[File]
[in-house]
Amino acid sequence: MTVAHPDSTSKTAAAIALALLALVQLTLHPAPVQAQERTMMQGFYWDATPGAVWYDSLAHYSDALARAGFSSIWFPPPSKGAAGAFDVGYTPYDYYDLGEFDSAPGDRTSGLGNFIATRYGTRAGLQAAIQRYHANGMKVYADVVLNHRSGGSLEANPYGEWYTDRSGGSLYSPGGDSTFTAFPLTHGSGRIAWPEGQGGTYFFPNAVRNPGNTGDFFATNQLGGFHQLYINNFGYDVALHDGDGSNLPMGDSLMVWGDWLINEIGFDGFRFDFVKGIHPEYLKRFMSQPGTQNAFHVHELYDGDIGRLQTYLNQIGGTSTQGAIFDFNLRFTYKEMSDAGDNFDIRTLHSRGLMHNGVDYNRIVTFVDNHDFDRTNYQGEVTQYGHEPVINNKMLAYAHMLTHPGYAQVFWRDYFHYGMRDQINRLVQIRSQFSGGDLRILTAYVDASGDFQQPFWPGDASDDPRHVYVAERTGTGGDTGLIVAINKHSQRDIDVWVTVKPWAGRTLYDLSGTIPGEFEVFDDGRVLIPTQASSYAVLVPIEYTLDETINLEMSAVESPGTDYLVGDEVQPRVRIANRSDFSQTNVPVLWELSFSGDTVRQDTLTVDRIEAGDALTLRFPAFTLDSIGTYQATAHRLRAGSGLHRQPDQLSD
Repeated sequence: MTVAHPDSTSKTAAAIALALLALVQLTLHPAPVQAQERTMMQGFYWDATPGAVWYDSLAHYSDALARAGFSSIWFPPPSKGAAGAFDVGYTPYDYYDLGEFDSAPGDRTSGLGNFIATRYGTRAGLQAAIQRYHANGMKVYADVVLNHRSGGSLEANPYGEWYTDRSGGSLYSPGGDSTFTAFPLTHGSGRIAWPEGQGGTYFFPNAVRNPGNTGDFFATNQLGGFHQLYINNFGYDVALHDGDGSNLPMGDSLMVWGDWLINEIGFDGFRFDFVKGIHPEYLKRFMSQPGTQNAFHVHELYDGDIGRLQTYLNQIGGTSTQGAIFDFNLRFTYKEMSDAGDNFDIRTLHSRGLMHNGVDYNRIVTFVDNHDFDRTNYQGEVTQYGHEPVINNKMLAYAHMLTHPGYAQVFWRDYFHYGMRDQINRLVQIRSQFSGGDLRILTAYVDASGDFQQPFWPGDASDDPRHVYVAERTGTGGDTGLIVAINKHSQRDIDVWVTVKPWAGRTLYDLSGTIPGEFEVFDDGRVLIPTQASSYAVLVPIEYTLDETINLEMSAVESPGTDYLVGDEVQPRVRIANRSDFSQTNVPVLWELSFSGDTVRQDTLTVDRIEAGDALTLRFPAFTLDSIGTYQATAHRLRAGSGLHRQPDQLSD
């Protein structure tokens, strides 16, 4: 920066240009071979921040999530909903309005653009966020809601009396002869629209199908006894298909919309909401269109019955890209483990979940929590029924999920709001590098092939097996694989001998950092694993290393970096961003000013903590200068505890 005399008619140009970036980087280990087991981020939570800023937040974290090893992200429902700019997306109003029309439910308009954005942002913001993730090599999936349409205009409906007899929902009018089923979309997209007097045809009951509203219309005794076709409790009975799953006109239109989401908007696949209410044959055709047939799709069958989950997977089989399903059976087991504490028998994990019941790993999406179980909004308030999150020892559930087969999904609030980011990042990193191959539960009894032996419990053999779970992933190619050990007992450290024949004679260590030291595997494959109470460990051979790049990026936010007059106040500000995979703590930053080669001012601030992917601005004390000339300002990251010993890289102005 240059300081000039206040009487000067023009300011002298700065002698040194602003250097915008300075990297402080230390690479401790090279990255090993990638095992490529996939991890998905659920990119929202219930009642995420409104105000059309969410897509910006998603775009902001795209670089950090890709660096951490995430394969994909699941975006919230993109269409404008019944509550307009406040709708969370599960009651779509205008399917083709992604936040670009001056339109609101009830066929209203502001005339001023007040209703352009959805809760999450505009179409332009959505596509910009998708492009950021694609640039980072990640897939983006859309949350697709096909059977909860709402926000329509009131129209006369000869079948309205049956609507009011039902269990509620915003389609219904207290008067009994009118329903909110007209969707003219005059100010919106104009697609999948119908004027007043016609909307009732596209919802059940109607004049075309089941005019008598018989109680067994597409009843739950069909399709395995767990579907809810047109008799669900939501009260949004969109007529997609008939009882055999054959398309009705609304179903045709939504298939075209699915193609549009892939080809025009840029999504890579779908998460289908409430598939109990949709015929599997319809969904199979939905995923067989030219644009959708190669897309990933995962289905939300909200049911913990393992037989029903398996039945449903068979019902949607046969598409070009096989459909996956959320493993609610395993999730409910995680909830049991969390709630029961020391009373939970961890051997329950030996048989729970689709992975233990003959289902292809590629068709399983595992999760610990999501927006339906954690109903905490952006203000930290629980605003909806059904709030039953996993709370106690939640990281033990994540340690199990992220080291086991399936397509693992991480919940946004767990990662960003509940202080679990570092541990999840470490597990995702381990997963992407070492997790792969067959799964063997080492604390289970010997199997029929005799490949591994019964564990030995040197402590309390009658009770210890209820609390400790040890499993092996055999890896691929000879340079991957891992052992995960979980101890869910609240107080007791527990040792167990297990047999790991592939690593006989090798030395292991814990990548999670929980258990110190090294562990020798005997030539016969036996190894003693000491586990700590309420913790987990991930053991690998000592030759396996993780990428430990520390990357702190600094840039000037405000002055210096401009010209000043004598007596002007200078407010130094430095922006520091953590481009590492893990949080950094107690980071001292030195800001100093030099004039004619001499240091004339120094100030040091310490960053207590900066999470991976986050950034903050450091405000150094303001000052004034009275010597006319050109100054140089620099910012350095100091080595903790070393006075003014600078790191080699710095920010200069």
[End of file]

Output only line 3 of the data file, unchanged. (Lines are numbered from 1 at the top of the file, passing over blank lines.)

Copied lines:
Repeated sequence: MTVAHPDSTSKTAAAIALALLALVQLTLHPAPVQAQERTMMQGFYWDATPGAVWYDSLAHYSDALARAGFSSIWFPPPSKGAAGAFDVGYTPYDYYDLGEFDSAPGDRTSGLGNFIATRYGTRAGLQAAIQRYHANGMKVYADVVLNHRSGGSLEANPYGEWYTDRSGGSLYSPGGDSTFTAFPLTHGSGRIAWPEGQGGTYFFPNAVRNPGNTGDFFATNQLGGFHQLYINNFGYDVALHDGDGSNLPMGDSLMVWGDWLINEIGFDGFRFDFVKGIHPEYLKRFMSQPGTQNAFHVHELYDGDIGRLQTYLNQIGGTSTQGAIFDFNLRFTYKEMSDAGDNFDIRTLHSRGLMHNGVDYNRIVTFVDNHDFDRTNYQGEVTQYGHEPVINNKMLAYAHMLTHPGYAQVFWRDYFHYGMRDQINRLVQIRSQFSGGDLRILTAYVDASGDFQQPFWPGDASDDPRHVYVAERTGTGGDTGLIVAINKHSQRDIDVWVTVKPWAGRTLYDLSGTIPGEFEVFDDGRVLIPTQASSYAVLVPIEYTLDETINLEMSAVESPGTDYLVGDEVQPRVRIANRSDFSQTNVPVLWELSFSGDTVRQDTLTVDRIEAGDALTLRFPAFTLDSIGTYQATAHRLRAGSGLHRQPDQLSD